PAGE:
The ministry also predicted an exchange rate of 20.6 pesos to the U.S. dollar at the close of 2022 and a central bank benchmark interest rate of 9.5%, one point above the current level. In addition, it predicted an average 2022 price of US $93.60 per barrel of Mexican crude and a production level of 1.83 million barrels per day.

State-owned oil company Pemex is set to receive more than 650 billion pesos, a small increase over the funds it received in 2022.
State-owned oil company Pemex is set to receive more than 650 billion pesos, a small increase over the funds it received in 2022. Facebook / Pemex

For 2023, the SHCP forecast growth in the range of 1.2% to 3% and predicted that inflation would come down to within the central bank’s target range of 3% give or take a percentage point by the end of the year. It predicted that a greenback will buy 20.6 pesos at the end of next year and that the key interest rate will be 8.5%. A lower Mexican crude price of US $68.70 is anticipated but output is slated to ramp up to 1.87 million barrels per day.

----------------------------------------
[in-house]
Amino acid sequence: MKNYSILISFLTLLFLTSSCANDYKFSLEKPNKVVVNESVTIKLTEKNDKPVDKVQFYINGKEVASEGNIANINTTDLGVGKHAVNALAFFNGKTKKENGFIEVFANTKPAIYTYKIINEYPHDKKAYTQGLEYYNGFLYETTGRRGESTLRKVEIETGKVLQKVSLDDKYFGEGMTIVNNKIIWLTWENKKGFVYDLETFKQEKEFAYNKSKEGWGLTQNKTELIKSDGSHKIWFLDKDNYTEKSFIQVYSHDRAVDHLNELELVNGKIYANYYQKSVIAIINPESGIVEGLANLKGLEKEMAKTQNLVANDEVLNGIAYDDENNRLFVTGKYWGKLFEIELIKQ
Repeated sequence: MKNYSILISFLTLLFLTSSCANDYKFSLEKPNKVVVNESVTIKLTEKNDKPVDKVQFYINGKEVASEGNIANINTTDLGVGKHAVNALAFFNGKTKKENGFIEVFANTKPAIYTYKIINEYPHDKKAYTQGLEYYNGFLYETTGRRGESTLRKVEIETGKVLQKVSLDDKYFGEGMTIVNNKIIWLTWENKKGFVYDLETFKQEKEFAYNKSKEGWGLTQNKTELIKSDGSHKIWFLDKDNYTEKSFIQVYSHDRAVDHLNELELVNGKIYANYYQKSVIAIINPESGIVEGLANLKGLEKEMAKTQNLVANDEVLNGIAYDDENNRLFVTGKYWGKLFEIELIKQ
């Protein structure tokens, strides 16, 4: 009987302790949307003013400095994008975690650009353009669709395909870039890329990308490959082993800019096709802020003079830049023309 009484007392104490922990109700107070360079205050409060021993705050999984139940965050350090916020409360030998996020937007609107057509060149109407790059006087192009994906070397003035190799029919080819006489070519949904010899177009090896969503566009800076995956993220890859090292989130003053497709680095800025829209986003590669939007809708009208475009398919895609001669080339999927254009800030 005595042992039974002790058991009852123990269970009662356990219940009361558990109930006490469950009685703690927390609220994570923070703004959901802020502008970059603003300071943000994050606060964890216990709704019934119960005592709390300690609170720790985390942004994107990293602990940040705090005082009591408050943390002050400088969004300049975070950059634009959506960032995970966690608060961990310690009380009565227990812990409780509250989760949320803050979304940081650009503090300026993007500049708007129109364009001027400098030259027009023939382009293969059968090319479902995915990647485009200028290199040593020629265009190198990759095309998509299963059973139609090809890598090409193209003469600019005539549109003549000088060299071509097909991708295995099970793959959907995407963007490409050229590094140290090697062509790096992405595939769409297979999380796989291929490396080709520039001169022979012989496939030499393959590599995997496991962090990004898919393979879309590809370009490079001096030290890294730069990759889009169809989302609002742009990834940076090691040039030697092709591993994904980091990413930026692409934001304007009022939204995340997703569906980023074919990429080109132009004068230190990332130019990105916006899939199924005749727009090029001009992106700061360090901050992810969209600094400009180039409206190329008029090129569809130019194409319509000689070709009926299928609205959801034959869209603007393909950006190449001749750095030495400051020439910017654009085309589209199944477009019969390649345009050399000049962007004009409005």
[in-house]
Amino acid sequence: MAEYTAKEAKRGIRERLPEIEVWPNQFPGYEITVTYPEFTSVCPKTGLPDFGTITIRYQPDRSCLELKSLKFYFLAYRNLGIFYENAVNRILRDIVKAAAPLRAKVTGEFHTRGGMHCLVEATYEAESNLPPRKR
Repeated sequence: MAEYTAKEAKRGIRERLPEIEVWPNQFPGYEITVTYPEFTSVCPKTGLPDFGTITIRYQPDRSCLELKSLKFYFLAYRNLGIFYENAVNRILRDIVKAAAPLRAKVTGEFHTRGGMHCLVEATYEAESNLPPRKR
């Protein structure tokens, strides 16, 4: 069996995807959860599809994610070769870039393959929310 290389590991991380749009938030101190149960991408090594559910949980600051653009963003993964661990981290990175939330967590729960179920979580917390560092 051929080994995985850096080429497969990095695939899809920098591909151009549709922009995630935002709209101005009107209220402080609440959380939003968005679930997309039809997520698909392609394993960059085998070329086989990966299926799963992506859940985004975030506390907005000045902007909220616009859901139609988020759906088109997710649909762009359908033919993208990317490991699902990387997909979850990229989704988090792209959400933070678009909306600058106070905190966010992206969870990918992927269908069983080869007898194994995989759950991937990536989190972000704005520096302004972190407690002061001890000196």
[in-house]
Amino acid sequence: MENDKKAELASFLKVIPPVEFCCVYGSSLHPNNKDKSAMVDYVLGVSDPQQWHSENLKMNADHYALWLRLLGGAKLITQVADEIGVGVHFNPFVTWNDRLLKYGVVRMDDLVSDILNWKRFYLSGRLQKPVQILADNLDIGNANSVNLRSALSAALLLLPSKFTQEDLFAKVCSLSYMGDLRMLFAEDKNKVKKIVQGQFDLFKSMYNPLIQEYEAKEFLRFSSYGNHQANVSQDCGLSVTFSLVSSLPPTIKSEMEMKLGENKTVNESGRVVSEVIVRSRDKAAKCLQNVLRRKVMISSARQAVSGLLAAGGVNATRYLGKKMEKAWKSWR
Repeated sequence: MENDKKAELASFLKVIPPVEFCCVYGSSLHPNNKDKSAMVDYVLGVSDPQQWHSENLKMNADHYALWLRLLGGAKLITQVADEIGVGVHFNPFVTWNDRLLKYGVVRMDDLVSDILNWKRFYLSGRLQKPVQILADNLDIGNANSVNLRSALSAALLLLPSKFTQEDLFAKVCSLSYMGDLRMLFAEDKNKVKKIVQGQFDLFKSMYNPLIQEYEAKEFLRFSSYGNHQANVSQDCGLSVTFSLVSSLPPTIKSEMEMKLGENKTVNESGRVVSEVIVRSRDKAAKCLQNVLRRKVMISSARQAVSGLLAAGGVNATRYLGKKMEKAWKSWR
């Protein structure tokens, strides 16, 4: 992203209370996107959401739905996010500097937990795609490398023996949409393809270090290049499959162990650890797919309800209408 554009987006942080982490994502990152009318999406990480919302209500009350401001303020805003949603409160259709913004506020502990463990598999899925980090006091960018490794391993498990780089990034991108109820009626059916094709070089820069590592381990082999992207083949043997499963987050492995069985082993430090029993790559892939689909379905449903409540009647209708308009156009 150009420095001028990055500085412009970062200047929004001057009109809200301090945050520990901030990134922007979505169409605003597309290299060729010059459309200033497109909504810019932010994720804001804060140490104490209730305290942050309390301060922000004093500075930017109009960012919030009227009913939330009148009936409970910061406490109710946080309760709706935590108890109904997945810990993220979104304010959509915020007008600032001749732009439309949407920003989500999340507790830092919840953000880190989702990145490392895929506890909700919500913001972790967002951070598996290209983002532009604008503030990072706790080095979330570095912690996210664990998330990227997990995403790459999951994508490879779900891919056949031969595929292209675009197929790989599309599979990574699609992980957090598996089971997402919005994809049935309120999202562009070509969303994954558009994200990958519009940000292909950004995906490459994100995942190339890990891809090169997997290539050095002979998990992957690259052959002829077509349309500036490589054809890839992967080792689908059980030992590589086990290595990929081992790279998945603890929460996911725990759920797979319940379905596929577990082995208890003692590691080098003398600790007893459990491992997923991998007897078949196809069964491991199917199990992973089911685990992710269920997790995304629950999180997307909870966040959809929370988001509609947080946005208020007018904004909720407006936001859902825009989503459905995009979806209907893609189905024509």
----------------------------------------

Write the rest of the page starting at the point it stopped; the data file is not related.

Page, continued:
The SHCP also predicted public debt of 49.4% of GDP at the end of 2023. It highlighted that debt as a percentage of GDP “has only grown four points” since the government took office despite the economic downturn precipitated by the coronavirus pandemic, described as “the worst crisis of the last 80 years.”

It emphasized the role the government’s “prudent fiscal policy” played in keeping debt levels down.

In an address to lawmakers on Thursday, Finance Minister Rogelio Ramírez de la O asserted that the 2023 economic package is “balanced, responsible and realistic” and will drive the country’s economic recovery from the pandemic-induced downturn.

The budget ensures that government will continue to function, but directs the majority of resources to projects that will benefit the well-being of the Mexican people, he said.

With reports from Animal Político, El Economista and La Jornada